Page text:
‘Dim sum means a little touch of the heart’, explains Jeremy Pang, founder of the School of Wok, relating the delightful tale of how dim sum developed. Traditionally, the old yum cha (tea drinking) houses of China served only tea, but one day the owner of one such tea house welcomed a traveller so tired and worn out that she decided to serve him some food with his tea and made him some dumplings to eat. When her neighbours caught wind of this, they decided to do the same for their customers. As it quickly became a competition as to which tea house served the tastiest and most beautiful dumplings, dim sum – a meal of bite-sized items served with tea – was born.
All of us attending today’s Dim Sum class are excited to learn how to make our favourite dim sum treats at home. In just 6 hours, we will cover 5 recipes including black bean spare ribs, tofu skin rolls and two steamed dumplings. It will be intense – to learn this many dishes in one day is ambitious – but it will also be relaxed, fun and delicious.
Class tutor Melissa Wong starts the day by leading us through the recipe for lor bat gou (turnip cake), which is the most time consuming of the day. Not only do some of the ingredients need to be soaked overnight (already taken care of by the helpful gang of cookery school assistants) but the turnip cake mixture needs to be cooked first on the stove, then steamed in blocks and cooled, and finally cut into slices and fried.
As we work through the recipes, we also learn more about unfamiliar ingredients. We use guangxi brown sugar slices to balance out any bitterness from the mooli; palm sugar is a good substitute.
Later, we wrap a filling of crushed prawns with doufu pi (tofu skin). During the process of making tofu, a skin forms on top of the setting curd; this is carefully lifted off the surface, dried and sold in large sheets. We paint the tofu skin with egg-wash to soften it and help it stick together once rolled.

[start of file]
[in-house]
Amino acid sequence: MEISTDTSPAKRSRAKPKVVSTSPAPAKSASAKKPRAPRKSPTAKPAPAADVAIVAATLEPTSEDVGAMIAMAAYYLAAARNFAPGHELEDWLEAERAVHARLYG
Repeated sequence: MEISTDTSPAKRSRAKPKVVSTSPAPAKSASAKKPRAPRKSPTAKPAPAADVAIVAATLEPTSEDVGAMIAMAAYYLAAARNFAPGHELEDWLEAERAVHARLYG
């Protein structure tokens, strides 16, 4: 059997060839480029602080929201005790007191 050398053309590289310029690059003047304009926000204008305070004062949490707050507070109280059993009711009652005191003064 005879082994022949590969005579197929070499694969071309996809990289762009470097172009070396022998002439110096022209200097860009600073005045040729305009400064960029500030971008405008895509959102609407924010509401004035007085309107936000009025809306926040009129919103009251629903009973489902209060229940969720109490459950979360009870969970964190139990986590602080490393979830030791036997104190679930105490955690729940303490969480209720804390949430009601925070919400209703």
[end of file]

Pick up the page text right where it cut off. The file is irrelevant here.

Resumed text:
Knife skills are also covered, along with handy tips such as peeling ginger by scraping it with a teaspoon instead of a paring knife.
Where the School of Wok’s teaching methods truly come into their own is for the steamed dumpling recipes. We crowd around the tutor as she mixes the pastry for the wrappers, shows us just the right technique to roll it into perfect circles, slightly thicker at the centre than the edges, and then how to fill and shape the dumplings. The folds seem complicated at first, but Mel takes us through slowly and patiently to make sure we follow every step. When we try for ourselves, she and Jeremy walks around the class, reminding, correcting and helping each student to make the best dumplings they can.
When developing the school’s dim sum classes, Jeremy adapted traditional recipes to be achievable by the home cook without losing the essence of the dish. ‘If something needs to be made a certain way, then that’s the way we teach people to make it’, he says.
We make the kimchi dumplings first, mixing a wheat flour pastry that is very forgiving and easy to work.
These we cook and eat straight away; a welcome rest and snack before we carry on.
Later, when we make the har gau (prawn dumplings), Jeremy tells us it’s considered one of the hardest of all dim sum to make; the translucent dumpling wrapper is achieved by mixing wheat and tapioca flours but this pastry dries out quickly and is difficult to work; the new wrapper fold we learn is more complicated too.
Once the hard work is over, we sit down to enjoy the feast we have made. Unlike the old ladies of the yum cha houses, it’s a sense of pride rather than competitiveness that we feel, as we gaze with newfound expertise at the beautifully made dim sum before us.
The School of Wok offers a range of cookery classes in Oriential and Asian cuisines. Courses range from 1 hour tasters through to 5 day intensive and include classes on Chinese, Japanese, Korean, Thai, Vietnamese, Fish & Seafood, Sushi Making and Understanding the Wok.
Sister school, the Oriental Culinary Institute offers training and certification for professional chefs.
We attended this class as guests of School of Wok in 2015. We have since been back to School of Wok for several other classes; teaching standards remain at the same high level for all classes. The full day dim sum course is currently priced at £160, and the menu of dishes covered during the day has changed slightly since we attended. This review was previously published in Good Things magazine. © Kavita Favelle.